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Intensive CareLess Unit

Thank you to everyone who has offered to visit me, but I politely and respectfully decline. Not because I don’t want to see you all, but I have dreadfully low energy and an intolerance for any niceties and questions at the moment. I recognise that what I wrote is very convoluted way of saying the obvious: I’m sick and I’m grumpy.

The last 24 hours has been testing and threatened my will to live. Yesterday morning, after a night of no sleep and a hideously active gut, I was heading back from the gym when I started to feel off. My gym class had been half-assed as I was restricted to motions that didn’t require basically any torso, or any movements that sped my heart rate enough to reactivate my bowels (which limits the exercises you can do, a lot). Feeling not too bad after the class, I spent a bit of time walking on the treadmill while on the phone before heading home to have breakfast. Within three minutes of attempting to digest, I started to dry retch and had to quickly pull the vomit bag from my gym bag as I doubled over for 10 minutes of agony on the kitchen floor. Realising the time, I got up and made my way back to the hospital to meet up with the palliative care specialist (not Miranda, a different one). I hit the 9am traffic but the nausea hit me harder. Pulling over on the side of the road, I was grateful for my spew bag as the liquefied food remains tried to expel and got caught in my chest. The rest of the trip there was mainly uneventful except for my paranoia of getting randomly drug tested and a hefty fine for opioid consumption…

At the hospice, I spent an hour talking to the other palliative care specialist. She didn’t seem to concerned about the vomiting (or fake vomiting, as most of it was just stuck in my chest anyway) or my general feelings of malaise. Although, nor did I stress the point – believing that it was almost my own psychosomatic reactivity to the trauma of spending 24 hours in the bathroom playing Candy Crush. We explored many practicalities of dying, living in hospice care and some treatment options and choices. Her kindness and empathy made me open to discussing everything with her, and I drove home with a bit of a giddy feeling (despite the vomit caught in my throat). Zia was waiting for me on my doorstep, so she was dragged in to a quick power walk with the dogs before I planned to see a good friend of mine. Which, of course, plans went to shit after I attempted lunch and started round ~enter stupidly large number here~ of sickness.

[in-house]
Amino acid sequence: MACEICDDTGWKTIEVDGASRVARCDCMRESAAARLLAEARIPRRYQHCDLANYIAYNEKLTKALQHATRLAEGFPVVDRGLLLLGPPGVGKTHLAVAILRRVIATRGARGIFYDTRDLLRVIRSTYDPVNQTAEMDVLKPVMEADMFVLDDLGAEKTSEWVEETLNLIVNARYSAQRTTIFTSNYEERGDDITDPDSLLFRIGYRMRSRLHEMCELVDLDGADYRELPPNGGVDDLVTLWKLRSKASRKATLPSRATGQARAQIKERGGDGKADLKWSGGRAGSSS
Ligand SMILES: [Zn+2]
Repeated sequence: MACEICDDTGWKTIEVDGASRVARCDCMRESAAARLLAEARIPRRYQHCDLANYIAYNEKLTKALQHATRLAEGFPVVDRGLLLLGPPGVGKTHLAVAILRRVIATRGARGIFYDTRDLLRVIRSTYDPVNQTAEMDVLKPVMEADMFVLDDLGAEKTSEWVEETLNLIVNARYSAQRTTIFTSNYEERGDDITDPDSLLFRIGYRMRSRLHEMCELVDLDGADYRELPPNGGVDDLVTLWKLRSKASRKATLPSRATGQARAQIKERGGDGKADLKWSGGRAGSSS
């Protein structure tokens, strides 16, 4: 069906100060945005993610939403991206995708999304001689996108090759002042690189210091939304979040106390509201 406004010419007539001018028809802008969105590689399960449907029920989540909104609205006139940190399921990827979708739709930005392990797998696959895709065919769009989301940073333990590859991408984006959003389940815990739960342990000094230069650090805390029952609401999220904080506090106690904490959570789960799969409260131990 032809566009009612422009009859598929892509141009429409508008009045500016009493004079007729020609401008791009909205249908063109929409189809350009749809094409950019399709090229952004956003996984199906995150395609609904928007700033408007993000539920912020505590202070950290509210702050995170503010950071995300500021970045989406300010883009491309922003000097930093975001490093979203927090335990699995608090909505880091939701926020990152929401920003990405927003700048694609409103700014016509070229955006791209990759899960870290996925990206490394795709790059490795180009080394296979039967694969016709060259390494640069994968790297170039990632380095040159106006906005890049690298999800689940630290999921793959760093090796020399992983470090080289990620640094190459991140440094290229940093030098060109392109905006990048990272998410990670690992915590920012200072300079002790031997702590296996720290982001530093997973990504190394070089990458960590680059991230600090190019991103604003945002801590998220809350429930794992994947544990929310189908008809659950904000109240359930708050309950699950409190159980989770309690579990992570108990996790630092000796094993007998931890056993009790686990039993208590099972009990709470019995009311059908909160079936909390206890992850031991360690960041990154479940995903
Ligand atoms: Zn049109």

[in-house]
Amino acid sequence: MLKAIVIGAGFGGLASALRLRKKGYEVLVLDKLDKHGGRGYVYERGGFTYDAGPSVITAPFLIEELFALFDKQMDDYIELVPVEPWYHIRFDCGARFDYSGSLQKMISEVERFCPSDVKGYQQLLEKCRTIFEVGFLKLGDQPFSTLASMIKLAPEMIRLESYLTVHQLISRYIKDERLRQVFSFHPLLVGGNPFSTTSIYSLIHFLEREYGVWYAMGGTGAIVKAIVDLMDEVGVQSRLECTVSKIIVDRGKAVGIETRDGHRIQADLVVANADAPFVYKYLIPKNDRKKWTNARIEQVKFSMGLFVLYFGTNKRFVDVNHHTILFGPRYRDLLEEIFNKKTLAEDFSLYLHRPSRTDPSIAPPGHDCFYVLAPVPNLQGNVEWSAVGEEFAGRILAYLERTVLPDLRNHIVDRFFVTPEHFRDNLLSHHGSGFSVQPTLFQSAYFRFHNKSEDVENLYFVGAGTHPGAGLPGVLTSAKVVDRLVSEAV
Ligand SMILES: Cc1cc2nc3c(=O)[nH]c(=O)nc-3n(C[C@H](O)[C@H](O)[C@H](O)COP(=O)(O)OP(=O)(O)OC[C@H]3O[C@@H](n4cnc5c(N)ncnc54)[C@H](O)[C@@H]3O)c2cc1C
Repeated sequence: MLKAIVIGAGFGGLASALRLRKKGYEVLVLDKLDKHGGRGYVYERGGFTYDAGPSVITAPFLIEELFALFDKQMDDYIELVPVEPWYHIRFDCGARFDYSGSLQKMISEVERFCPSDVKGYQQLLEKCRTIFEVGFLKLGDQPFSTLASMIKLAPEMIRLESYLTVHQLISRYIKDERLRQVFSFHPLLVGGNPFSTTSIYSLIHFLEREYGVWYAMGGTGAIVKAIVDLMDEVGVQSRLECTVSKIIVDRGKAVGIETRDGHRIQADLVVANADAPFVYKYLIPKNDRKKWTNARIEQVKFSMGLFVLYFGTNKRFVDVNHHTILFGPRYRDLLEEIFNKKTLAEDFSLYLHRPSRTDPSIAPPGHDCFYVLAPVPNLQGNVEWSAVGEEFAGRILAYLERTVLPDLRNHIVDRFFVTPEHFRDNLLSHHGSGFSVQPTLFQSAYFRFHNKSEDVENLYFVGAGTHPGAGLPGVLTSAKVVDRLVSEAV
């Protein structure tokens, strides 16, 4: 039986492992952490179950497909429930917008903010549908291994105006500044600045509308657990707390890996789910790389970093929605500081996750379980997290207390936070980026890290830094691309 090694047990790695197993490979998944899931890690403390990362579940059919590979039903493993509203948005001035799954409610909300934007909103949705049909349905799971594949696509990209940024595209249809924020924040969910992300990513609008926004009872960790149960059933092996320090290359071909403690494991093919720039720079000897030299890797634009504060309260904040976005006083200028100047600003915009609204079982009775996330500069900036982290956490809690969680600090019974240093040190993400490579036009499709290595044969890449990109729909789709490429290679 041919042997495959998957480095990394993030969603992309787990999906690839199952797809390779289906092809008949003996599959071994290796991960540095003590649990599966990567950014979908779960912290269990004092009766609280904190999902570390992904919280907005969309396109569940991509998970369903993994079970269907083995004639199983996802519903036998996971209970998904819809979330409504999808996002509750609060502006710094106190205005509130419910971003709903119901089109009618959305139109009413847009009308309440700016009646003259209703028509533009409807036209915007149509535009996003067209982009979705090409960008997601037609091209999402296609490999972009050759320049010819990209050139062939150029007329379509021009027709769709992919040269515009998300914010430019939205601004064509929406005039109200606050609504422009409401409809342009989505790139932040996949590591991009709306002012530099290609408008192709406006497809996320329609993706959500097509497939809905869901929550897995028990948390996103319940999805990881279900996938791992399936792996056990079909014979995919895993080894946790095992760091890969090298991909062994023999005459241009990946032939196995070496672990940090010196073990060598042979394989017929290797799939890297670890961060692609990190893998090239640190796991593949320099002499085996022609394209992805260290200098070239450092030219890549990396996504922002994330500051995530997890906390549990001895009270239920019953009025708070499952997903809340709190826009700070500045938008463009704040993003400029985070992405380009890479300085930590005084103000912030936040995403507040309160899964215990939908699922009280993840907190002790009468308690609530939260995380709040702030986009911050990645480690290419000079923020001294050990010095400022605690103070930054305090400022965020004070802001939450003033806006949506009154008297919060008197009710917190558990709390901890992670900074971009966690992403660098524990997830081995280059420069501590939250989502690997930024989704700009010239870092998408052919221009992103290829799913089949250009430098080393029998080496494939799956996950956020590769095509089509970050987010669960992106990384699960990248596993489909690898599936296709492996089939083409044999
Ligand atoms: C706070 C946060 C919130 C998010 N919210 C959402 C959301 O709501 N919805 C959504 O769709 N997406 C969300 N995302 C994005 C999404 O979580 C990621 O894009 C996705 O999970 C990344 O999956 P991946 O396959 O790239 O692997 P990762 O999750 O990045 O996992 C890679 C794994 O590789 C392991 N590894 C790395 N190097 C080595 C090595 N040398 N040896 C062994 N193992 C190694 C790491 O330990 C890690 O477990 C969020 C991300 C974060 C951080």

The afternoon did not improve, and, sparing you the details, I ended up in the ICU for a long night of torture and wishing I was dead. Back in the ward today and getting treated for infection, I’ve been pumped with antibiotics and a few too many litres of saline (which has accumulated as litres of fluid in my now-log legs). Still uncomfortable and in pain, it’s difficult to find a ‘fighting spirit.’ Surrounding myself with friends and family seems like the rational and logical thing to do to help with my lack of love for life, but I feel like I don’t have the reserves for it right now. Not cognitively, emotionally or physically. The fatigue, infection and treatment have affected my ability to concentrate and follow conversations with ease. It has also made me feel like I am not there emotionally; a deep apathy arising the more my body deteriorates or bails on me. Majority of the time, I feel shattered and uninspired. I seek for inspiration, but going out to ‘smell the roses’ has only had me focusing on the thorns. Or wishing I was the roses. I’m sure roses have a better functioning system than I do, right now…

So I’m sorry friends, but do bear with me. I haven’t forgotten about anyone, and it’s memories with you special people that I think about in moments of emotional disarray that I look to for comfort. While my body is working towards death, my mind wishes I had more time to make more memories. Because when I’m gone, I’m not leaving a big enough legacy to be remembered for anything remarkable; but I am leaving many special, big-hearted people who I wish didn’t have to face the cruelty of a sometimes malfunctioning ‘circle of life.’

xoxo Captain CareLess